K and L are for Kenopsia and Loss

My intention while beginning this challenge was to keep my posts upbeat and not dreary. But circumstances dictate one’s mood. Though life in NZ is back to normal, the situation back home appears to deteriorate with each passing day. Emphasizing on how dandy my life is as compared to folks back home seems inconsiderate, heartless almost.

I’ve been encountering this post on Instagram about a word that acutely describes a state of being that falls between depression and contentment – languishing. And I cannot relate more. I don’t have anything in particular that stops me from being satisfied here but there are days such as today when I feel absolutely weighed down by purposelessness and the lack of vigor to tick off all the items on my ToDo list. My work seems to be going OK. I have a cat here for company. But here I am getting sucked into lassitude. I hate it.

To fight this feeling, I immerse myself in a barrage of activities and hobbies that range from making art, playing the guitar and recording music to bouldering and dancing to bhangra music. For the most part, it doesn’t seem like I am resisting a negative emotion – I am truly happy, the cool Auckland breeze blows in my face, the sky is crystal clear and Sid Sriram’s melodious voice fills my ears; kairosclerosis. But happiness and satisfaction are not isolated; they are relative to those around me and away from me miles away.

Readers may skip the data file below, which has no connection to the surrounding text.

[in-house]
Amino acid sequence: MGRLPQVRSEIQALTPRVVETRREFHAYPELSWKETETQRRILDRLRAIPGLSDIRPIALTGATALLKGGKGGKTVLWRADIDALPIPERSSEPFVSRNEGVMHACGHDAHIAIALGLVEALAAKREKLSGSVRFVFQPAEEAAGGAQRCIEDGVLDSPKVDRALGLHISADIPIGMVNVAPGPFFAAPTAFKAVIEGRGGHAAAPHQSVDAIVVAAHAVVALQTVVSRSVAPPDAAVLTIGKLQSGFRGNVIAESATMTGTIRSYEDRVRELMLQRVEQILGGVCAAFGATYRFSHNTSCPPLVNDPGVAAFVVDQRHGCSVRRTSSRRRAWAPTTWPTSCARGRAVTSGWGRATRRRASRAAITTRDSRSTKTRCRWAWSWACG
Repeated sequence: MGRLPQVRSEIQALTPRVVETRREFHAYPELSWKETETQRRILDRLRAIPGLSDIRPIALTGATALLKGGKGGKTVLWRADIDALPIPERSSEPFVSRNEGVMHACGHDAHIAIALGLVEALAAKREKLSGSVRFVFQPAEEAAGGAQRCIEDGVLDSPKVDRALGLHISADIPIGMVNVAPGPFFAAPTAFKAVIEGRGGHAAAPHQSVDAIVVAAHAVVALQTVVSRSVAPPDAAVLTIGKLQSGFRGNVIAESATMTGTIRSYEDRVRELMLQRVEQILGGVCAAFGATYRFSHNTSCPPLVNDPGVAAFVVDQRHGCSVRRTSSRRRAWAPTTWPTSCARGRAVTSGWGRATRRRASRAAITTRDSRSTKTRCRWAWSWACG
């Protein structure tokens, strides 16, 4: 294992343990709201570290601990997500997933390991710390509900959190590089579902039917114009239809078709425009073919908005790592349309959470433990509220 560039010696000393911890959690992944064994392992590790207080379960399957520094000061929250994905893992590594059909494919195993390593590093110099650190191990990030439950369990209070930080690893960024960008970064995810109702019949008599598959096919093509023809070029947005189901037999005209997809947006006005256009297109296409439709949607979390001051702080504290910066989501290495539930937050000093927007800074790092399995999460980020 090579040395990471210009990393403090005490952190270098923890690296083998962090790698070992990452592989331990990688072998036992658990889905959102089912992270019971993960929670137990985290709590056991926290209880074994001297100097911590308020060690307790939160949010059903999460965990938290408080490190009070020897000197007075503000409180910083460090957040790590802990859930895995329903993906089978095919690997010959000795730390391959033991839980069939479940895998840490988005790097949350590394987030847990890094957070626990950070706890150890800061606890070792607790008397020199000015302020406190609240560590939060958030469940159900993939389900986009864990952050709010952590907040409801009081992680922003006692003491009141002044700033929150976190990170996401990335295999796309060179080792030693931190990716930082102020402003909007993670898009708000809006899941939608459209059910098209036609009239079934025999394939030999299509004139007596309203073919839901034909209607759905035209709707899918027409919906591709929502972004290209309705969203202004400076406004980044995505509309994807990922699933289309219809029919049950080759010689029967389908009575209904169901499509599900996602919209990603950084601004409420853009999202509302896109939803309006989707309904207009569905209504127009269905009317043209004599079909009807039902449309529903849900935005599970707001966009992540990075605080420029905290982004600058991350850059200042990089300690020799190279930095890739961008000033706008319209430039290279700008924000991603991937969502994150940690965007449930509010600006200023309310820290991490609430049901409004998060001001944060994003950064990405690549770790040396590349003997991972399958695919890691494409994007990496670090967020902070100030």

And so my anxiety returns, fueled by news and visuals of a collapsing health system, citizens at the mercy of an apathetic ruthless state, chaos and grief. My Insta and Twitter feeds have transformed into covid lifelines. Websites and apps have been developed overnight for free, none of which are sanctioned by this government. The news is inescapable. My family placates me by describing all the cautionary measures that are in place at home and how no one ventures out unless absolutely necessary. Their consolation is bittersweet – my folks, having been compelled to stay at home beyond a year are trying to assuage my fears whilst normalcy prevails where I live. My sister has irrevocably lost her final golden year in college. My grandmother fears the outside world. This isn’t to sideline the fact that we are seeped in privilege as compared to the masses. It is indeed a privilege to be safe and sound during these unimaginable times. But are they really safe?